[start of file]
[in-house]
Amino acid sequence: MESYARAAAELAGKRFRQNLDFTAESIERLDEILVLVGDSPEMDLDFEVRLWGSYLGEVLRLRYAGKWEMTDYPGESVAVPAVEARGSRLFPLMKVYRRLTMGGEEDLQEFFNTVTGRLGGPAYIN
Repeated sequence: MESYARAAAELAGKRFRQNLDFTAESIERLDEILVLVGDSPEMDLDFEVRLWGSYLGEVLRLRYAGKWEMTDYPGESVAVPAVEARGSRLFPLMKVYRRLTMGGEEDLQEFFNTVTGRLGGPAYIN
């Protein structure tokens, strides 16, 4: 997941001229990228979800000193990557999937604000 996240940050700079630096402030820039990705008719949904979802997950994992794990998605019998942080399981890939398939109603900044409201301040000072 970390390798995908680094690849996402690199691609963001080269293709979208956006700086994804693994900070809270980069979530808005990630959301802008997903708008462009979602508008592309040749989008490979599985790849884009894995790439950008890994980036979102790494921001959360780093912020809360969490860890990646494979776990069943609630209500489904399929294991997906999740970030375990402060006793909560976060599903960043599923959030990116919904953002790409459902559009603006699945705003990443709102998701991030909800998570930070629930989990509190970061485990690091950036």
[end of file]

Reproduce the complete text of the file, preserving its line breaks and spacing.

[in-house]
Amino acid sequence: MESYARAAAELAGKRFRQNLDFTAESIERLDEILVLVGDSPEMDLDFEVRLWGSYLGEVLRLRYAGKWEMTDYPGESVAVPAVEARGSRLFPLMKVYRRLTMGGEEDLQEFFNTVTGRLGGPAYIN
Repeated sequence: MESYARAAAELAGKRFRQNLDFTAESIERLDEILVLVGDSPEMDLDFEVRLWGSYLGEVLRLRYAGKWEMTDYPGESVAVPAVEARGSRLFPLMKVYRRLTMGGEEDLQEFFNTVTGRLGGPAYIN
């Protein structure tokens, strides 16, 4: 997941001229990228979800000193990557999937604000 996240940050700079630096402030820039990705008719949904979802997950994992794990998605019998942080399981890939398939109603900044409201301040000072 970390390798995908680094690849996402690199691609963001080269293709979208956006700086994804693994900070809270980069979530808005990630959301802008997903708008462009979602508008592309040749989008490979599985790849884009894995790439950008890994980036979102790494921001959360780093912020809360969490860890990646494979776990069943609630209500489904399929294991997906999740970030375990402060006793909560976060599903960043599923959030990116919904953002790409459902559009603006699945705003990443709102998701991030909800998570930070629930989990509190970061485990690091950036």